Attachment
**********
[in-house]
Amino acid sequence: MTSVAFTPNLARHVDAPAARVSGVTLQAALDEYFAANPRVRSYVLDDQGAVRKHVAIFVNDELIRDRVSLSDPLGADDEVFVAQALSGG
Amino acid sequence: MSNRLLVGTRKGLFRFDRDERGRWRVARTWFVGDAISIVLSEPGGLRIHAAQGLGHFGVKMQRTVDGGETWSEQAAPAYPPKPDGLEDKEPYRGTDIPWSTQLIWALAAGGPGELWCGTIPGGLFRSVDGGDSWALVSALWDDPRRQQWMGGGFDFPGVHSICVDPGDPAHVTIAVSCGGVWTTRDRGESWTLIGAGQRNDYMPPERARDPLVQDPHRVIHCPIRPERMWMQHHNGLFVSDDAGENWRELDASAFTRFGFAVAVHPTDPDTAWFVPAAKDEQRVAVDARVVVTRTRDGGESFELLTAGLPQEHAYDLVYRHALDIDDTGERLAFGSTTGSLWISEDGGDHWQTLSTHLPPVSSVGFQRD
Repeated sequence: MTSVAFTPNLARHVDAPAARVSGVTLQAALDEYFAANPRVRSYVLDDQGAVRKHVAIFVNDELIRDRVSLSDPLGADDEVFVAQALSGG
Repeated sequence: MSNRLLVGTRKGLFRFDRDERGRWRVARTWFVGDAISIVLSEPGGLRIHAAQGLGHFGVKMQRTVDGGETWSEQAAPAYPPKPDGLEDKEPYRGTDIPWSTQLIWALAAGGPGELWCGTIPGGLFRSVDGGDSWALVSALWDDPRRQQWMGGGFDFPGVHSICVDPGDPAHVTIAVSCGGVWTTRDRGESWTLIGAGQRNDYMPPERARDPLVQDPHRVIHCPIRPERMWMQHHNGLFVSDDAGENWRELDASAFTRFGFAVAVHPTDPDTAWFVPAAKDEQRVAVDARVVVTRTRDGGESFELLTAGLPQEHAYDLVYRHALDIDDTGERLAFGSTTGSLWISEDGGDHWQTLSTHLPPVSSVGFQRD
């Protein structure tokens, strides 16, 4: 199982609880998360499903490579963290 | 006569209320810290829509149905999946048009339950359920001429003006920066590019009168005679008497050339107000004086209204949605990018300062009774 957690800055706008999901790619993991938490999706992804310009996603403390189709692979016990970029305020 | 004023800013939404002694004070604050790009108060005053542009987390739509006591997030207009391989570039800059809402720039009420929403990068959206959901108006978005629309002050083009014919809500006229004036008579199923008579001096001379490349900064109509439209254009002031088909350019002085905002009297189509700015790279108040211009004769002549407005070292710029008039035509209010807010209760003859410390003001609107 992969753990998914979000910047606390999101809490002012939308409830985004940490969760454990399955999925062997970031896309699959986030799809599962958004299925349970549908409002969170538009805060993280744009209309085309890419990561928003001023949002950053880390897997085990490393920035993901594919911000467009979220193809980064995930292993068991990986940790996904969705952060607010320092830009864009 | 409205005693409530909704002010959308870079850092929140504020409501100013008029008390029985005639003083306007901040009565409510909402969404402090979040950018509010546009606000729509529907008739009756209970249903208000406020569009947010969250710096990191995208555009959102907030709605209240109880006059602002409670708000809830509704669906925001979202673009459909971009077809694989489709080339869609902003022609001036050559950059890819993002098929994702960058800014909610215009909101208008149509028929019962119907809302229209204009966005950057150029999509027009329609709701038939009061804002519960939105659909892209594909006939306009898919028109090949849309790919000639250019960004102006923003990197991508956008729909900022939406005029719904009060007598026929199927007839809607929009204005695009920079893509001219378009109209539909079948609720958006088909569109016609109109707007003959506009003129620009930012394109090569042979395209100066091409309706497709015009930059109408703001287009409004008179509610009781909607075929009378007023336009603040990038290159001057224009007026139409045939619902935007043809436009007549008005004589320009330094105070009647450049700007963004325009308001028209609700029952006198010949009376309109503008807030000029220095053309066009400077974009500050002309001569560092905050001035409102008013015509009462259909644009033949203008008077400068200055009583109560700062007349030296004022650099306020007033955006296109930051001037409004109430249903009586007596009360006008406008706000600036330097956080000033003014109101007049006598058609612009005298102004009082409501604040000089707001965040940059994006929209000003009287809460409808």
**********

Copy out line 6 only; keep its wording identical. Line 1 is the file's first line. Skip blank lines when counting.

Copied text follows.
């Protein structure tokens, strides 16, 4: 199982609880998360499903490579963290 | 006569209320810290829509149905999946048009339950359920001429003006920066590019009168005679008497050339107000004086209204949605990018300062009774 957690800055706008999901790619993991938490999706992804310009996603403390189709692979016990970029305020 | 004023800013939404002694004070604050790009108060005053542009987390739509006591997030207009391989570039800059809402720039009420929403990068959206959901108006978005629309002050083009014919809500006229004036008579199923008579001096001379490349900064109509439209254009002031088909350019002085905002009297189509700015790279108040211009004769002549407005070292710029008039035509209010807010209760003859410390003001609107 992969753990998914979000910047606390999101809490002012939308409830985004940490969760454990399955999925062997970031896309699959986030799809599962958004299925349970549908409002969170538009805060993280744009209309085309890419990561928003001023949002950053880390897997085990490393920035993901594919911000467009979220193809980064995930292993068991990986940790996904969705952060607010320092830009864009 | 409205005693409530909704002010959308870079850092929140504020409501100013008029008390029985005639003083306007901040009565409510909402969404402090979040950018509010546009606000729509529907008739009756209970249903208000406020569009947010969250710096990191995208555009959102907030709605209240109880006059602002409670708000809830509704669906925001979202673009459909971009077809694989489709080339869609902003022609001036050559950059890819993002098929994702960058800014909610215009909101208008149509028929019962119907809302229209204009966005950057150029999509027009329609709701038939009061804002519960939105659909892209594909006939306009898919028109090949849309790919000639250019960004102006923003990197991508956008729909900022939406005029719904009060007598026929199927007839809607929009204005695009920079893509001219378009109209539909079948609720958006088909569109016609109109707007003959506009003129620009930012394109090569042979395209100066091409309706497709015009930059109408703001287009409004008179509610009781909607075929009378007023336009603040990038290159001057224009007026139409045939619902935007043809436009007549008005004589320009330094105070009647450049700007963004325009308001028209609700029952006198010949009376309109503008807030000029220095053309066009400077974009500050002309001569560092905050001035409102008013015509009462259909644009033949203008008077400068200055009583109560700062007349030296004022650099306020007033955006296109930051001037409004109430249903009586007596009360006008406008706000600036330097956080000033003014109101007049006598058609612009005298102004009082409501604040000089707001965040940059994006929209000003009287809460409808």